My cumulative list continues with 10 sets of words that begin with the letter M. The confusion relates to spelling or meaning:
Manner is a way of doing or behaving. Example: “The waiter has a pleasant and helpful manner.” A manor is a house on an estate. Example: “Cardinal Thomas Wolsey acquired the 14th-century manor at Hampton Court in 1514.” Until King Henry VIII took it away from him, Wolsey was “lord of the manor.”
E-book authors and celebrity watchers seem to be especially prone to write the erroneous “lord of the manner.”
A mantle is a cloak. The prophet Elijah designated Elisha as his successor by throwing his mantle over him. A mantel is the ornamental shelf above a fireplace on which people display trophies and knickknacks.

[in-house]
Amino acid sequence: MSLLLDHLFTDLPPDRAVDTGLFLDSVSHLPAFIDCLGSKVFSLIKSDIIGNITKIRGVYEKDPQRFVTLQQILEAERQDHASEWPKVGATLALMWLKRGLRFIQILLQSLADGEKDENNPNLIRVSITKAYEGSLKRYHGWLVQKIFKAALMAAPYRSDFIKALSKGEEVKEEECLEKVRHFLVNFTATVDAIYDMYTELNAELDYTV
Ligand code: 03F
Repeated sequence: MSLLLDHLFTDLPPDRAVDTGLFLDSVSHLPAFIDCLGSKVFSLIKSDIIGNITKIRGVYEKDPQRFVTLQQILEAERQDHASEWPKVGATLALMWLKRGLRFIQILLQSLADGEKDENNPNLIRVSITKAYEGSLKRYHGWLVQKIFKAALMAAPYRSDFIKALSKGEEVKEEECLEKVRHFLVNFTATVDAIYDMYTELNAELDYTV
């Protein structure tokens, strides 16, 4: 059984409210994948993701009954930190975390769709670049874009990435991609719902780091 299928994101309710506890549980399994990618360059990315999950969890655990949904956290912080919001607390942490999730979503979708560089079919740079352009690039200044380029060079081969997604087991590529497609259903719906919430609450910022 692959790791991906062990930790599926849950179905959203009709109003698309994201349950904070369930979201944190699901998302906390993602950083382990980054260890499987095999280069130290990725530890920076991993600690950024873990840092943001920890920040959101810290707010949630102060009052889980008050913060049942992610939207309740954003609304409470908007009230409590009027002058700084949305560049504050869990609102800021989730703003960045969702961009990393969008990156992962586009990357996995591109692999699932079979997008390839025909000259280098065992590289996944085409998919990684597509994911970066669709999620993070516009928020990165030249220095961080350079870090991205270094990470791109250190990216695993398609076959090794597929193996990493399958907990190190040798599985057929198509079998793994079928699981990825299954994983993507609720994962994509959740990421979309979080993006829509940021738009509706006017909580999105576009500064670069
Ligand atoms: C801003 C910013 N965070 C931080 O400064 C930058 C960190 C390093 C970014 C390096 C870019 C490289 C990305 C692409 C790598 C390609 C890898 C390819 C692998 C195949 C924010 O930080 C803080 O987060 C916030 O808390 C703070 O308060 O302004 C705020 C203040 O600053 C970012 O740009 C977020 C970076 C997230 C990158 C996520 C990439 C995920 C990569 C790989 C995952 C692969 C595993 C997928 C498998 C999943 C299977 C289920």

In modern English, a marshal is an officer of the U.S. Justice Department or a parade leader. In Old English, a marshal was a servant whose job was to tend the horses. The occupation of marshal is reflected in the surname Marshall, but the double-l spelling is only for the proper name.